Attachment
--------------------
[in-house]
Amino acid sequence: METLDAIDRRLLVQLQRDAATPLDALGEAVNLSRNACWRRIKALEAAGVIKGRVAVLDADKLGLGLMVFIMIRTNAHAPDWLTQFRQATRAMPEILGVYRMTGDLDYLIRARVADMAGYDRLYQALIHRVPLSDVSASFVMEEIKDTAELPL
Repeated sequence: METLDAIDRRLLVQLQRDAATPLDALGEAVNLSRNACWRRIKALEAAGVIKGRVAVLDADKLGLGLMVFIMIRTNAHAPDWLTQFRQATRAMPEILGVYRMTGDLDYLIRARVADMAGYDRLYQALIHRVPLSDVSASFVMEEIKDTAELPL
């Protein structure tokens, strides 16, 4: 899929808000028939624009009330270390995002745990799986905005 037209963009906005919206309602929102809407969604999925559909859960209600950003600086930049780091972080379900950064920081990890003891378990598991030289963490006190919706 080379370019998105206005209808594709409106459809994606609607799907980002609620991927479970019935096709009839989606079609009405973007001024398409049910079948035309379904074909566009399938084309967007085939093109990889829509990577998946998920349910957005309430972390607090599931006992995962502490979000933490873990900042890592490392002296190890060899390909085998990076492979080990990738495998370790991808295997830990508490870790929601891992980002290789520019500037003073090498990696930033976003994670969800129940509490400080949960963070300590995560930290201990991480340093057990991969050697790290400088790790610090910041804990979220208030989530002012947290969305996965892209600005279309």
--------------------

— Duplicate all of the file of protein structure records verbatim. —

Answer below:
[in-house]
Amino acid sequence: METLDAIDRRLLVQLQRDAATPLDALGEAVNLSRNACWRRIKALEAAGVIKGRVAVLDADKLGLGLMVFIMIRTNAHAPDWLTQFRQATRAMPEILGVYRMTGDLDYLIRARVADMAGYDRLYQALIHRVPLSDVSASFVMEEIKDTAELPL
Repeated sequence: METLDAIDRRLLVQLQRDAATPLDALGEAVNLSRNACWRRIKALEAAGVIKGRVAVLDADKLGLGLMVFIMIRTNAHAPDWLTQFRQATRAMPEILGVYRMTGDLDYLIRARVADMAGYDRLYQALIHRVPLSDVSASFVMEEIKDTAELPL
């Protein structure tokens, strides 16, 4: 899929808000028939624009009330270390995002745990799986905005 037209963009906005919206309602929102809407969604999925559909859960209600950003600086930049780091972080379900950064920081990890003891378990598991030289963490006190919706 080379370019998105206005209808594709409106459809994606609607799907980002609620991927479970019935096709009839989606079609009405973007001024398409049910079948035309379904074909566009399938084309967007085939093109990889829509990577998946998920349910957005309430972390607090599931006992995962502490979000933490873990900042890592490392002296190890060899390909085998990076492979080990990738495998370790991808295997830990508490870790929601891992980002290789520019500037003073090498990696930033976003994670969800129940509490400080949960963070300590995560930290201990991480340093057990991969050697790290400088790790610090910041804990979220208030989530002012947290969305996965892209600005279309």